Research Bulletin (Iowa Agriculture and Home Economics Experiment Station)


This study is a continuation of an earlier one which was initiated to establish quantitative relationships among agricultural and nonagricultural sectors of the economy. These relationships are of interest because of increased interdependence of sectors as the economic structure of our society becomes more complex. Agriculture is becoming more dependent upon the rest of the economy for its inputs. In the earlier study, Peterson and Heady (34) estimated that input purchases by farmers from industry increased from 28 cents per dollar of crop output in 1929, to nearly 50 cents per dollar of crop output in 1949. Future data are likely to reflect even greater interdependence between agriculture and industry.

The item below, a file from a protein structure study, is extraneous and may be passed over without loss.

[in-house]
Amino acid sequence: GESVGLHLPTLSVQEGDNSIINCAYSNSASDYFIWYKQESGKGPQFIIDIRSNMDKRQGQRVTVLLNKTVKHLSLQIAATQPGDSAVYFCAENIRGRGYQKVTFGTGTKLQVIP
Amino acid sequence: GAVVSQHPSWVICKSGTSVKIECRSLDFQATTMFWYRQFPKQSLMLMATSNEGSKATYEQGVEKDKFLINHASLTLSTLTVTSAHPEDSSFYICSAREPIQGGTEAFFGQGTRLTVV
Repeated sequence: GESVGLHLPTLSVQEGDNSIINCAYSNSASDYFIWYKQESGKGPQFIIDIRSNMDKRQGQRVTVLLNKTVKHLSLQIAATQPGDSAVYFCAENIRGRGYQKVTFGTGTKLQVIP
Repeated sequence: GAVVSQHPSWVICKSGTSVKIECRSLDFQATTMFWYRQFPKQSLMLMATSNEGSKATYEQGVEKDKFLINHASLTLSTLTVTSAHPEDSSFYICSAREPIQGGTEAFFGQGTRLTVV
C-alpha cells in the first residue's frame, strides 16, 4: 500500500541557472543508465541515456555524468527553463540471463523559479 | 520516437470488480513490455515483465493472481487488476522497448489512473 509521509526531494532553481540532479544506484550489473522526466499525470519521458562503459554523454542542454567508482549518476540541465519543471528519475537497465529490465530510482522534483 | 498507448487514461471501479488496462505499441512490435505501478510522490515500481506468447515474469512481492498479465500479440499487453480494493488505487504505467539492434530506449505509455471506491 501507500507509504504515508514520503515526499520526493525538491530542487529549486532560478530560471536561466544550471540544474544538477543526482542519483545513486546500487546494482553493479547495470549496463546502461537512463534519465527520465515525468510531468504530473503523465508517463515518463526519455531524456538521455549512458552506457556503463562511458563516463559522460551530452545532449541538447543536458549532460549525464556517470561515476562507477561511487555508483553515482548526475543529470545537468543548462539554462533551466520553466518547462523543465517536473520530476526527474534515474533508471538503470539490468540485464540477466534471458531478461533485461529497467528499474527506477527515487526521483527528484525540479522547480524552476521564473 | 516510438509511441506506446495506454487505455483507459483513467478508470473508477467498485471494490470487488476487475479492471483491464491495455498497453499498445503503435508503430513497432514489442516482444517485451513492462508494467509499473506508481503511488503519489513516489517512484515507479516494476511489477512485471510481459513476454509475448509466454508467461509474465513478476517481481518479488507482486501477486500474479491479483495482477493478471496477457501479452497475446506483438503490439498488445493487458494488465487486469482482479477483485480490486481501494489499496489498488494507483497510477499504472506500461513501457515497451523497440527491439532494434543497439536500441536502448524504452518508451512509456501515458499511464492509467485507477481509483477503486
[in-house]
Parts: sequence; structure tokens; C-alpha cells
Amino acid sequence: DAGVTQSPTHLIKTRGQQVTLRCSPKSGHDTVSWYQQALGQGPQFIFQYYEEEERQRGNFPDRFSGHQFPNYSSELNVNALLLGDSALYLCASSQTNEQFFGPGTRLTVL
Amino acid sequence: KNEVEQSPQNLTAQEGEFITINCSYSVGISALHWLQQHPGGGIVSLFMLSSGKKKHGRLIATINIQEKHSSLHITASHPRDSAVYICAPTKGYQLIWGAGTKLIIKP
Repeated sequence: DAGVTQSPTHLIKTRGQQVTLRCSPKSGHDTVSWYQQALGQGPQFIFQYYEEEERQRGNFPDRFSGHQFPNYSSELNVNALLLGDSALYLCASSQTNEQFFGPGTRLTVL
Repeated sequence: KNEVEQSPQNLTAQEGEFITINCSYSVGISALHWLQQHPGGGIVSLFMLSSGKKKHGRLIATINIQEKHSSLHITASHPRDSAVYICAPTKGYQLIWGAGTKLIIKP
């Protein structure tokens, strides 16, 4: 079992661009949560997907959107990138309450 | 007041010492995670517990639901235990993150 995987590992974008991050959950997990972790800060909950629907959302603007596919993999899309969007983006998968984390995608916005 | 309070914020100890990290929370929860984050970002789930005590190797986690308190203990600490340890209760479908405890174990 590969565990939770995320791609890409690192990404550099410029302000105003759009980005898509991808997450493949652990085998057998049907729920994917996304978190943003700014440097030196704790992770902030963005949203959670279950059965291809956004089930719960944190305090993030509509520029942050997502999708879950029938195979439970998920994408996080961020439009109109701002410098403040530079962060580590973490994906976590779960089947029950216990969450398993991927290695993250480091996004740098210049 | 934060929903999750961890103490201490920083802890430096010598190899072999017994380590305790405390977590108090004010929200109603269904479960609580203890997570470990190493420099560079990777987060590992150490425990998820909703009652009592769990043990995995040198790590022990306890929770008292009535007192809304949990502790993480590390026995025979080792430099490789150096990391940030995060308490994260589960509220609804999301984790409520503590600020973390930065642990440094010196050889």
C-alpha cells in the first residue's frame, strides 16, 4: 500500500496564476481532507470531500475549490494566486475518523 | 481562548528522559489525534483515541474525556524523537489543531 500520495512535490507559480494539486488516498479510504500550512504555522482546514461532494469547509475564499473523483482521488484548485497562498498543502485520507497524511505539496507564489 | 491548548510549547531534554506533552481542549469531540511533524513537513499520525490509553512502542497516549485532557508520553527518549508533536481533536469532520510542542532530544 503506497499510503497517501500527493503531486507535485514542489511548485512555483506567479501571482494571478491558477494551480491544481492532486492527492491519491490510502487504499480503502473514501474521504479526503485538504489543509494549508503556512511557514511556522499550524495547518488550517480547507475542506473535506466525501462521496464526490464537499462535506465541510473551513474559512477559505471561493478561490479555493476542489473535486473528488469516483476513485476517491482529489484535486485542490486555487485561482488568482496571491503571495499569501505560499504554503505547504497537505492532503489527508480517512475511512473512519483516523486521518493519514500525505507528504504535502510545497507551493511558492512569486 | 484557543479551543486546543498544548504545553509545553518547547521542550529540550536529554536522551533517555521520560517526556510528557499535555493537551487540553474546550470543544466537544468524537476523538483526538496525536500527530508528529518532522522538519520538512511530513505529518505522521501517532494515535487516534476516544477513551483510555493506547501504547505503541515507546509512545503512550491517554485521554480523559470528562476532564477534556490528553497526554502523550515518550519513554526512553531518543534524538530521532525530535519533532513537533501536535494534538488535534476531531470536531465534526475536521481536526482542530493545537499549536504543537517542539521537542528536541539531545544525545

The national government has assumed, and is likely to maintain, an increased role in consciously affecting the nature and the intensity of economic activity. If this task is to be carried out intelligently, prior knowledge of the structure of the economy is essential. Historically, the source of such knowledge has been research considering small segments of the economy alone. Input-output analysis (27), the technique used in this study, allows a general equilibrium analysis of the relationships among all economic sectors. It permits, under the limitations of linear coefficients, consideration of the interrelationships between various sectors of the economy resulting from outside disturbance such as a change in final demand.



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